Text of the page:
Tuesday, August 25, 2009

Conference: AAC&U's Personal and Social Responsibility Meeting

Educating for Personal and Social Responsibility: Deepening Student and Campus Commitments
October 1-3, 2009
Minneapolis, Minnesota
Program (pdf)
Register now online

Educating for Personal and Social Responsibility: Deepening Student and Campus Commitments will bring together faculty, student affairs educators, academic administrators, students, and others to explore how to move education for personal and social responsibility to the center of institutional culture and academic practice. The program (pdf) will feature promising practices that develop students' civic engagement and social responsibility in both a local and global context; personal and academic integrity; ability to examine and understand differing (and often competing) perspectives; and ethical and moral reasoning.

The conference will feature new research based on survey responses from 24,000 students and 9,000 campus professionals at twenty-three colleges and universities on the availability of learning opportunities for social and personal responsibility. The research revealed that, although there was overwhelming consensus that education for personal and social responsibilities should be a goal of a college education, far fewer respondents strongly agreed that their institutions had opportunities for such learning.

As stated by Anne Colby and William Sullivan (both of the Carnegie Foundation for the Advancement of Teaching) in an article they co-wrote for the winter 2009 issue of AAC&U's Liberal Education:
"The relative lack of institutional investment in students' personal and social responsibility reflects the widespread assumption that academic content knowledge and the intellectual skill of analytic or critical thinking...are the overriding aims of higher education and that the development of personal and social responsibility is only distantly connected with those aims...[W]e take issue with both of these assumptions, arguing that colleges should aim to teach students how to use knowledge and criticism not only as ends in themselves but also as means toward responsible engagement with the life of their times."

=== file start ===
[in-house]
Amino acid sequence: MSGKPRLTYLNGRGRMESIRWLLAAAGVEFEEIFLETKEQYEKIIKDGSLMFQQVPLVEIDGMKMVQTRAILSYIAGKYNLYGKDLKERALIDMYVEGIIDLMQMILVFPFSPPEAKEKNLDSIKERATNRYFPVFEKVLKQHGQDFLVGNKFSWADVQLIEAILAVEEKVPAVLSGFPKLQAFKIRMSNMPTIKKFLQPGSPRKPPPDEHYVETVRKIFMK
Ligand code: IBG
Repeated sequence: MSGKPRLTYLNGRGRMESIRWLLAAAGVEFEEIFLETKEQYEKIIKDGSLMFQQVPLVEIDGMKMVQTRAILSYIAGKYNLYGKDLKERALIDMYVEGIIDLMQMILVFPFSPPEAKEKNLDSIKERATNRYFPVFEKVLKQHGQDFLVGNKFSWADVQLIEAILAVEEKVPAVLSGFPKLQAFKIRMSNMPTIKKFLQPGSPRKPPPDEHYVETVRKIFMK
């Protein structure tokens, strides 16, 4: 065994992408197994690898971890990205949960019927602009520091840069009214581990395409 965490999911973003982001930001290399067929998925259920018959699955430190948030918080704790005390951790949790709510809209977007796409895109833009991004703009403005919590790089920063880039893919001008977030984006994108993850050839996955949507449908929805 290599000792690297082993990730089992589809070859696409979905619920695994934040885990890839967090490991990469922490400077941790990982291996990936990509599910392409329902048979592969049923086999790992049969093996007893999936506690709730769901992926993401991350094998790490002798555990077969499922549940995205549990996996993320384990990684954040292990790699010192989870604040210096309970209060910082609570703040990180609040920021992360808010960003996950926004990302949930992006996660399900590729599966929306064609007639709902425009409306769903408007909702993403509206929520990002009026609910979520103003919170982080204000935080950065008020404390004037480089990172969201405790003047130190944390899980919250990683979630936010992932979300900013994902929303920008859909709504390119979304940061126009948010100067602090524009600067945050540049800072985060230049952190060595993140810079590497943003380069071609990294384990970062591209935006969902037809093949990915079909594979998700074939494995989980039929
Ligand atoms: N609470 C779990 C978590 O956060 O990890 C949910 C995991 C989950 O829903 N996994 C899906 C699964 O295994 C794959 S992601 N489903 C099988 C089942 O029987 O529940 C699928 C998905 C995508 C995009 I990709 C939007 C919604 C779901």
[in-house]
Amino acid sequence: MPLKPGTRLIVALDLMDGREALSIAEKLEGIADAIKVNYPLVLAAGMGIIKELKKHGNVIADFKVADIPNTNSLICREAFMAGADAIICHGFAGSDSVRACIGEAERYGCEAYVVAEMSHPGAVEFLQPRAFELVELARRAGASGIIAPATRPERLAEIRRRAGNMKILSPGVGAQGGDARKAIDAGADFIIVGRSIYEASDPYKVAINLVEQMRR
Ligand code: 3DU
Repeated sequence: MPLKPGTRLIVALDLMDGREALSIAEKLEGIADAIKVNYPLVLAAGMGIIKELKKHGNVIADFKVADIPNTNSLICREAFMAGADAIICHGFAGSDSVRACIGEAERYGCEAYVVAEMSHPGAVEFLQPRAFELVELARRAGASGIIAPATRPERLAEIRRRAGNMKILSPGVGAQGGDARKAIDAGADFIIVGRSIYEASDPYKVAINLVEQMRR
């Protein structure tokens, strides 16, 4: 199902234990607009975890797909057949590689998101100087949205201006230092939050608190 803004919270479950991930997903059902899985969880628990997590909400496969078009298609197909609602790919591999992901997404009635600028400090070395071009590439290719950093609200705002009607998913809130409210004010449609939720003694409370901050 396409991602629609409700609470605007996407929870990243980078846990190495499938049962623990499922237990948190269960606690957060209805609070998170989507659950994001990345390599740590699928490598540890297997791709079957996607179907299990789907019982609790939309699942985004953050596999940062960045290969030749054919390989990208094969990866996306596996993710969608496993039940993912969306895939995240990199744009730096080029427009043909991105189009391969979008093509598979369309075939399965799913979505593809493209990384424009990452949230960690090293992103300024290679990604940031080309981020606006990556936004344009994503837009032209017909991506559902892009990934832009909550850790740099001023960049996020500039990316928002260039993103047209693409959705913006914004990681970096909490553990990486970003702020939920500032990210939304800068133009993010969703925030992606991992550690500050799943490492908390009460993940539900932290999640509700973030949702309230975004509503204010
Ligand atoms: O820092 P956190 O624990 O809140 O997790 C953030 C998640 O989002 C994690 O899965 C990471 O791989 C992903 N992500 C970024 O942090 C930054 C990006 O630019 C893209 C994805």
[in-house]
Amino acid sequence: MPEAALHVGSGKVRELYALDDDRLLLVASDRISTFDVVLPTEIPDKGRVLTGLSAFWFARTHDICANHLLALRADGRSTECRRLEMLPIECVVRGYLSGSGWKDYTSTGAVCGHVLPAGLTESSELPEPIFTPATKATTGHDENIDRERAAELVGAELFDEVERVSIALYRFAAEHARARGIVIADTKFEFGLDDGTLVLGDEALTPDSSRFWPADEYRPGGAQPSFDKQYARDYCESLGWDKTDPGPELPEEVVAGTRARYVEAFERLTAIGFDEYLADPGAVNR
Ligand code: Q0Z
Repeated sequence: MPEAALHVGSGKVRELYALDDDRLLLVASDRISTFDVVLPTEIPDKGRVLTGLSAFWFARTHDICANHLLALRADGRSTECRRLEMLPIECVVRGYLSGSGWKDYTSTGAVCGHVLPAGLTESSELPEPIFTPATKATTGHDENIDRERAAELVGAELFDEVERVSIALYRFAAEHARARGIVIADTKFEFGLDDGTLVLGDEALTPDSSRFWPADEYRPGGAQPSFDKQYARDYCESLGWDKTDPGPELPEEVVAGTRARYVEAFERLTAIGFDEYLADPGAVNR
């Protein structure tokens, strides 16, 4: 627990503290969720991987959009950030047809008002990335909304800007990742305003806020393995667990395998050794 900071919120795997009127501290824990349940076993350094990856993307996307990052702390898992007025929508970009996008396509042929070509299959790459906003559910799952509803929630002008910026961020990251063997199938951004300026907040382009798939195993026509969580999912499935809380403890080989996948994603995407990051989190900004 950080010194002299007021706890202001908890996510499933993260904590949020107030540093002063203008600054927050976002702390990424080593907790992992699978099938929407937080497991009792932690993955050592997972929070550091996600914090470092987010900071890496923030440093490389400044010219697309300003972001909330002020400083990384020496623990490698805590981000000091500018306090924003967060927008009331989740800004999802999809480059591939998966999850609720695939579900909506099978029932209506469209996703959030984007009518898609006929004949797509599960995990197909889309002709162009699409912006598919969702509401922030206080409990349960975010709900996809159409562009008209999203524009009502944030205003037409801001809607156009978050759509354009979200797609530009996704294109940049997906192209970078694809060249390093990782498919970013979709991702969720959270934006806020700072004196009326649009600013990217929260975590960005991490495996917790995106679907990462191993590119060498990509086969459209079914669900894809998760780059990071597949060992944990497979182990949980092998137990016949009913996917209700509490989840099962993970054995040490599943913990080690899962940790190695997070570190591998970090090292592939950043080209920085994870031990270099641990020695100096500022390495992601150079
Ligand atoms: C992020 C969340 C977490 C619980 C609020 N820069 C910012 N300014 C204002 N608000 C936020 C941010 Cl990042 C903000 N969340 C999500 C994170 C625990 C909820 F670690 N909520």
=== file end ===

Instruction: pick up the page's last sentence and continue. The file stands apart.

From the program, here's a description of a poster presentation that may be of interest to EPAC members:

Curricular and Co-Curricular Designs and Pedagogies
Using Meaningful Reflection to Enhance Learning for Social Responsibility
Susan M. Mountin, Director of the Manresa Project, Kim Jensen Bohat, Director of Service Learning, and Terence Miller, Director, Office of International Education—all of Marquette University

John Dewey said, “We do not learn from experience…we learn from reflecting on experience.” Large numbers of students each year participate in volunteer community service programs, curricular service learning, and immersion experiences, both domestically and internationally, but the service in itself is often not a sufficient tool for advancing education for personal and social responsibility. How do campus leaders go about creating time for reflection in and out of the classroom? Why is reflection important in the moral and ethical development of students? How do faculty and staff teach the skills of reflection in a culture filled with noise? How does reflection shape attitudes, dispositions, and behaviors? These questions shape this poster presentation, which will explore meaningful reflection as a key method for deepening students’ social responsibility. The poster will feature: (a) evolving definitions of reflection and how it can enhance learning; (b) models for good pedagogical practice steeped in reflection used at Marquette University (e.g., classroom reflections including writing, WIKIs, e-portfolios, and silence; out-of classroom reflections for service learners on topics such as diversity, understanding social injustice, connecting service and course concepts, and exploring vocation as a result of the experience); and (c) pre- and post-service reflection activities for students in global immersion and academic service learning experiences. The poster will also feature creative exercises which can be used to surface students’ ethical and moral values in relation to their service experiences.

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